Sugar. Oh Honey Honey.

Piper will do about anything to avoid the inevitable surrender to bed time. It begins with a shower, which is always too hot and too cold.  If her teeth need brushed and I’m holding the toothpaste, she runs to her dad. If Dad has the hairbrush, Piper runs to me and begs me to wrestle her tangles. Until she decides I’m doing it wrong and runs back to Dad. And so it goes. Her stall tactics are epic.

Tonight she ran from the post bath lotioning ritual. “I need a hug, Mom. Dad’s putting on too much lotion. I’m all slick!” Piper slid into my lap.

“Ah,” she exhaled, wrapping my arms around her. “That’s the sugar!”

Bath Time

Piper’s dad has always been in charge of bath time. It’s not a soothing, calming, get ready for sleep ritual.  It’s a play, splash, dump water on the kids time. Dad has a big plastic cup which he empties all over Piper’s head without warning. Much of the water ends up on the floor. We don’t have tear free shampoo nor bubble bath. Piper and Sissy grew up this way. When other kids timidly blew bubbles at swim class, our girls dove in. For better or for worse, this is bath time in our house. Last night I overheard Piper inquiring about his techniques.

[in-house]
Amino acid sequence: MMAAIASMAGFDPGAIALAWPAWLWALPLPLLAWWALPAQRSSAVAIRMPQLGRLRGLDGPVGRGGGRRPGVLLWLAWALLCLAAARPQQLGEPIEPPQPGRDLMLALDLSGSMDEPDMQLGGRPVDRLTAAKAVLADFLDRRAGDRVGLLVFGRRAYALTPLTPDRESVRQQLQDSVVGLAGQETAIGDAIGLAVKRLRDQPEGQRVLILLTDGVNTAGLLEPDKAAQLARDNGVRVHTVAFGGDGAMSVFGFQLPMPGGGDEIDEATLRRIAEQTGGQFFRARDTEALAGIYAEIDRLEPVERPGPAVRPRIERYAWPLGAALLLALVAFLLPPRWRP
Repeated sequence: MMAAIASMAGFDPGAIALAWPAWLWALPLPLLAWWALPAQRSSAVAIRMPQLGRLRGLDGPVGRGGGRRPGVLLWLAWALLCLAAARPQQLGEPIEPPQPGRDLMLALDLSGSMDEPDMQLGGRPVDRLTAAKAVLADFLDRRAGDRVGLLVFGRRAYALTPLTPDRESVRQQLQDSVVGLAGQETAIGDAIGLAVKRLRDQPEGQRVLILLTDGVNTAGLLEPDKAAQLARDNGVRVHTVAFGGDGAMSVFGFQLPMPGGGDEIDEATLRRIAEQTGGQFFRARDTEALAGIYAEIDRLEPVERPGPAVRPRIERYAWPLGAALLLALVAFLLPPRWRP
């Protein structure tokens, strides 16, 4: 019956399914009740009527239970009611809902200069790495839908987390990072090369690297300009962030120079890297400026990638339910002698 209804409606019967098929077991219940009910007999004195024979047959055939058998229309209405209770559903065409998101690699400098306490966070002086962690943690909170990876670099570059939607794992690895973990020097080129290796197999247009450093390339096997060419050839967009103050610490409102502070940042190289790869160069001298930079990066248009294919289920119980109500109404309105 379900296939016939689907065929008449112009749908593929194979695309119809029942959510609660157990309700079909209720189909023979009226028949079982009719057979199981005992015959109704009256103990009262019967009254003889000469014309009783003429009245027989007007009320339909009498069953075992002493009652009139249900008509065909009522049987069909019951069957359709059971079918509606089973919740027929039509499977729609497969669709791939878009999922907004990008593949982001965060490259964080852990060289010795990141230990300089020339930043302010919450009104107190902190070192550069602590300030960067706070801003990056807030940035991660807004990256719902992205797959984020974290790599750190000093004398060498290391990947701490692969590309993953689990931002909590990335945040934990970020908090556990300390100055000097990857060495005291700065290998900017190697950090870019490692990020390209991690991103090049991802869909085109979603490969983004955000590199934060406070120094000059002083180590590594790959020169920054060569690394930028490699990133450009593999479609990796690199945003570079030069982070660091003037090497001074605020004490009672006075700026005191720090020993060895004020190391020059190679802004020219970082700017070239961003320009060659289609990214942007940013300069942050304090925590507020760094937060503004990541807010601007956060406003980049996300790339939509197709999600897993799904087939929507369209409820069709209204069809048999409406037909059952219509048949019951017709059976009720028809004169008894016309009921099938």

“Dad, where did you learn how to give baths?”

“Well, you just kind of figure it out. Also, we took a childbirth class before Sissy was born. They teach you stuff like baths and diapers.”

“This is how they told you to bathe us?”

“I think so.”

“Dad, you might need a refresher course.”

20 Questions. Or 5. Same Thing.

Here’s a conversation I overhead last night when Piper’s daddy was giving Piper a bath.

I was, of course, hiding in the other room checking Facebook catching up on work email.

Piper: “Dad, do you want to play 50 questions?”

Dad: “Do you mean 20 questions?”

Piper: “You’re right. That’s too many. How about 1 question?”

Dad: “Okay. One question. I’ll start. Do you ever pick your nose?”

Piper: “Yes. A lot.”

Giggle. Giggle. I think I heard Dad high five her.

Dad: “Okay. Here’s another one. What’s the last thing you think about at night?”

Piper: “My family. Or what I did at school that day.”

Dad: “Your turn.”

Piper. “That’s more than one question, you know. Don’t you know how to play this game?”